Boris Johnson slams 'crushing' of Brexit supporter

6th March 2016, Comments 0 comments

The battle for Britain to leave or remain within the European Union stepped up a gear on Sunday as London mayor Boris Johnson accused the establishment of "crushing" a business leader for publicly supporting a Brexit.

Johnson, the leading advocate of the campaign for Britain to leave the EU in a June referendum, said it was "absolutely scandalous" that John Longworth had been suspended as head of the British Chambers of Commerce (BCC).

"It cannot be right that when someone has the guts to dissent from the establishment line, he or she is immediately crushed by the agents of Project Fear," Johnson said in a statement.

Eurosceptics have dubbed the campaign to stay in the EU "Project Fear" because of its focus on the security and economic risks of ending Britain's 43-year-old membership of the European bloc.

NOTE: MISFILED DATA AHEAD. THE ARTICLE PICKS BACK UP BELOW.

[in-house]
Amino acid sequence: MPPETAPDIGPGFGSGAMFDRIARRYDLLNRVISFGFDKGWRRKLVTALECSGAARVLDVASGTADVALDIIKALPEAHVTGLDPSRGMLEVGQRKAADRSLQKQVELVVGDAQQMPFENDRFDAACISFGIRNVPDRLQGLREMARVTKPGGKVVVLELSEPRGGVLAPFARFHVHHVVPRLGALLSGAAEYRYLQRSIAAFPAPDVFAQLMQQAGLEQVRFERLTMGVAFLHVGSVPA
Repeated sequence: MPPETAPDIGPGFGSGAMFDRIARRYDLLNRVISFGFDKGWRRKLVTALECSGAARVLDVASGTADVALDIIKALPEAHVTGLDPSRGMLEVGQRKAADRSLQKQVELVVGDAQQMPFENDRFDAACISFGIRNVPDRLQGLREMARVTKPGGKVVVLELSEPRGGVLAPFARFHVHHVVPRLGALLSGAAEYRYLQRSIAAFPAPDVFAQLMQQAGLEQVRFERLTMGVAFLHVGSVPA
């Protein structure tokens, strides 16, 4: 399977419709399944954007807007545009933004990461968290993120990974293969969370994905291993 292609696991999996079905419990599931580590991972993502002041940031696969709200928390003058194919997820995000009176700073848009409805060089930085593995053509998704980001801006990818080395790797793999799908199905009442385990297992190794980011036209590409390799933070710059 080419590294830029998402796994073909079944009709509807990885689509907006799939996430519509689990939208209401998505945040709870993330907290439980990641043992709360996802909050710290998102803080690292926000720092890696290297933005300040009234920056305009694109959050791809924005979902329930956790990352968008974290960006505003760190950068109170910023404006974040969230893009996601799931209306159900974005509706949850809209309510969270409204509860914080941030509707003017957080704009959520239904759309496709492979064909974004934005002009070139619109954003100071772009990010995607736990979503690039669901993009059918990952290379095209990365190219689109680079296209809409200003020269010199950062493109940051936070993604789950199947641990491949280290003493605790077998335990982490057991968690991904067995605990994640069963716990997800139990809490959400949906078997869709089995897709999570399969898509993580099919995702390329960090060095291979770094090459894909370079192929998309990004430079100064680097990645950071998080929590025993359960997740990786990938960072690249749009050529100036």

Prime Minister David Cameron's office was forced to deny that it had leaned on the BCC to suspend Longworth, after he challenged the organisation's official neutrality by on Thursday declaring his personal support for a Brexit.

"We are clear no pressure was put on the BCC to suspend him," a Downing Street spokesman said.

But former Conservative defence minister Liam Fox, another Brexit supporter, told the Sunday Times newspaper: "Project Fear is turning into Project Intimidation.

"Threats and bullying to do not reflect well on those who promote them and are likely to infuriate the British people."

Cameron and Johnson are both members of the Conservative party but they have long been rivals, and the campaign for the June 23 referendum has pitted them head to head.

The prime minister has accused Johnson of being motivated by a desire to one day replace him in Downing Street, but the mayor dismissed this on Sunday as "cobblers".

"To the best of my knowledge there is not a single EU leader in the last 20 years who has had to step down as a result of a referendum, whether on Europe or not," Johnson said in a BBC interview.

He said the referendum was "a golden opportunity to shrug off a regulatory, legislative burden that is profoundly undemocratic".

He added: "This is like the jailer has accidentally left the door of the jail open and people can see the sunlit land beyond, and everybody is suddenly wrangling about the terrors of the world outside.

"Actually it would be wonderful."


© 2016 AFP

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